Which one of our candidates is getting a clue?

I submit to you two recent interviews that Hillary has given recently. One is with Ezra Klein where they talked about policy. When I heard this, I could swear she’s been reading this blog for the last several years. She uses the words like “churn” to refer to the practice of large corporations to be perpetually overturning their work force every couple of years.

The other is the interview she gave to Charlie Rose last week where she says that “income insecurity” is a big problem. If she really means it, she will also have to acknowledge that profit sharing does NOT lead to secure incomes. She’s going to have to go back and talk to the Andreesons and other Obama’s supporters and tell them that’s not going to cut it.

The best thing about these interviews besides her command of policy, her confidence and her passion, is that she seems to have really started to listen. America is not as dark and foreboding as Trump would make us believe. But all is not well in terms of the economy and work and no one believes the current administration’s rosy scenarios and PR team. That is where the anger is coming from. We get a steady stream of Pravda media and it isn’t squaring with our own lives. Politicians, and by that I mean Republicans and some student body president Democrats, can only pull this off for so long before the electorate throws them all out.

She’s getting it. Good. That’s what I want to hear.

The Mystery of Hillary’s Campaign Strategy

Short one today, peoples.

If I were Hillary, I would have picked up right where I left off in 2008 at the end of the primary season. That was when she was the strongest as an appealing candidate and her campaign message of making the invisible Americans count again meant something. She was feeling her Cheerios. It wasn’t her fault that the nomination was awarded to someone else through inflated caucuses, superhuman amounts of money from the finance industry, short-sighted superdelegates and DNC rules skullduggery.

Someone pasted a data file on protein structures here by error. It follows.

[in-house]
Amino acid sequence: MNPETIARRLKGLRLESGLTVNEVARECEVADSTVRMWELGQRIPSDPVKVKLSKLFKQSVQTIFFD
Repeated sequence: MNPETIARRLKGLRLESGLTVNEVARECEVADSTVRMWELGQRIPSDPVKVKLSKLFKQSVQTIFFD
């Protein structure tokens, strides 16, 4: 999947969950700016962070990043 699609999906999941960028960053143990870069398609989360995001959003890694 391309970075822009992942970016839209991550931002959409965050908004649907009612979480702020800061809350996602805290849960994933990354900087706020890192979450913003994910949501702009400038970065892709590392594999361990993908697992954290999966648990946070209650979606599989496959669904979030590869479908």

Has she completely forgotten that she went to Denver in a statistical tie with Obama? Did she forget how the party prevented California and Pennsylvania from casting ballots during the roll call just in case it looked like she might actually have a good reason for a floor fight? Are we the only ones who remember that it was NOT a landslide at the convention for Obama, not even close?

Really, Hillary, you have to believe this. No one on this blog and some other blogs is stupid enough to believe that Obama “won” the nomination through the strength of his amazing campaign strategy or scintillating personality. Even as recently as last night, I run into people who absolutely. can. not. stand. him. because they don’t find him charismatic, interested in average Americans, or politically talented. These are *Democrats*, in local Democratic organizations. They loathe him. It’s not racism. It’s well founded, completely rational disgust with the way he campaigned and the opportunities that were handed to him on a plate that he squandered.

Yup, completely unsolicited loathing of the guy who weaponized accusations of racism and smothered real criticism from his own side for 8 long years. The Dirty F^&*ing Hippies are now getting together and comparing notes. How did Hillary miss that??

And then there is the subject of his legacy, which no one I know likes. Maybe it’s because I don’t hang out with the DailyKos crowd anymore. Eight years of Bush followed by eight years of a weak and compromised Obama who blew two years of a Democratic majority in the House and Senate has left almost everyone I know more economically insecure and twitchy. It’s even more insecure if you’re younger and you’re saddled with student debt the size of a mortgage and see very shaky job prospects for decades to come.

So, why in Hell would Hillary Clinton hitch her wagon to Obama’s star? It is a mystery wrapped in an enigma.

This is the year when many Americans are finally figuring out that they have been eating grass. Even the seniors who have never met an abortion opponent they didn’t like are finally realizing something’s not right.

The Obama campaign apparatus oversold their strategy and prior success. It was illusory anyway. Charlotte’s Web is so over. And Hillary should have known that and done a whole lot more listening before she rolled out a campaign that was targeted to aspirational small business entrepreneurs and suburban working moms.

She is missing the big picture and bigger opportunity: It’s the income instability, stupid.

Focus on that.

Oh, and David Axelrod looks like a rat. Someone needs to stuff a sock in his mouth. I swear, the old Obama campaign people are out to get her. They need to go. Bring back Peter Daou.

Update: I’m finding it amusing that the NYTimes editorial page seems to be in full blown panic over the prospect of a Trump presidency and is now trying to get Hillary to keep her chin up. It’s all fun and games with the relentless “scandals” until a dangerous narcissist starts winning the primaries, eh Gail?